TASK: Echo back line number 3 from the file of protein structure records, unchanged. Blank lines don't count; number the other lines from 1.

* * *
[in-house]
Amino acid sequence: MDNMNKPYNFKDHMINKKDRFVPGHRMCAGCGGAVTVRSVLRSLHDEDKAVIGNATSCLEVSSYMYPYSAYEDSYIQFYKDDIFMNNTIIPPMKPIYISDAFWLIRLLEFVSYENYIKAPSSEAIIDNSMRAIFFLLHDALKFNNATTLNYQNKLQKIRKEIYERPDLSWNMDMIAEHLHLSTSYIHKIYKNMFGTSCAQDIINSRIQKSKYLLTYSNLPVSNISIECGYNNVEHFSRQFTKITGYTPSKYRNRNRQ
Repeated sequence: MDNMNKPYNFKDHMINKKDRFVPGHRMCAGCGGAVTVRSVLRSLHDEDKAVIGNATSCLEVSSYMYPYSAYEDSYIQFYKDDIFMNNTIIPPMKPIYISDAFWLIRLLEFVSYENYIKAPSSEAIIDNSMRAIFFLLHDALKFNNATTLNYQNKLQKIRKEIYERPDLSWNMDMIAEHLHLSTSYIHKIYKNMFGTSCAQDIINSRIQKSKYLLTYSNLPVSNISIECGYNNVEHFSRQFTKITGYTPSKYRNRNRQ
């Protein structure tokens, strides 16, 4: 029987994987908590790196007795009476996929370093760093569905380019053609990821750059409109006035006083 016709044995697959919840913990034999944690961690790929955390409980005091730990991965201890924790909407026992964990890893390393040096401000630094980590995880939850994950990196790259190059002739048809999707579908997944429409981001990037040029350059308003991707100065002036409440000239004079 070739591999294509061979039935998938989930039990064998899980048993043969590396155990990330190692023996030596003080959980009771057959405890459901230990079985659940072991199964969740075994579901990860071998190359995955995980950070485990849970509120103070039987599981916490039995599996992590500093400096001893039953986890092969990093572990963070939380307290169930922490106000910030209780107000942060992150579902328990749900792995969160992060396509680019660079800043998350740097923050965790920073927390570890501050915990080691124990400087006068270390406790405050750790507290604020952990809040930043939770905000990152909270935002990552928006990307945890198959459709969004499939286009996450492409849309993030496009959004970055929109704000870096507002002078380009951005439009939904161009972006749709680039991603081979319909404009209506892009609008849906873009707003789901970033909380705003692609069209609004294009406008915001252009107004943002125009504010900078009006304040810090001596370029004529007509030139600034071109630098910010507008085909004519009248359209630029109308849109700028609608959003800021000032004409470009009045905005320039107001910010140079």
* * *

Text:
Repeated sequence: MDNMNKPYNFKDHMINKKDRFVPGHRMCAGCGGAVTVRSVLRSLHDEDKAVIGNATSCLEVSSYMYPYSAYEDSYIQFYKDDIFMNNTIIPPMKPIYISDAFWLIRLLEFVSYENYIKAPSSEAIIDNSMRAIFFLLHDALKFNNATTLNYQNKLQKIRKEIYERPDLSWNMDMIAEHLHLSTSYIHKIYKNMFGTSCAQDIINSRIQKSKYLLTYSNLPVSNISIECGYNNVEHFSRQFTKITGYTPSKYRNRNRQ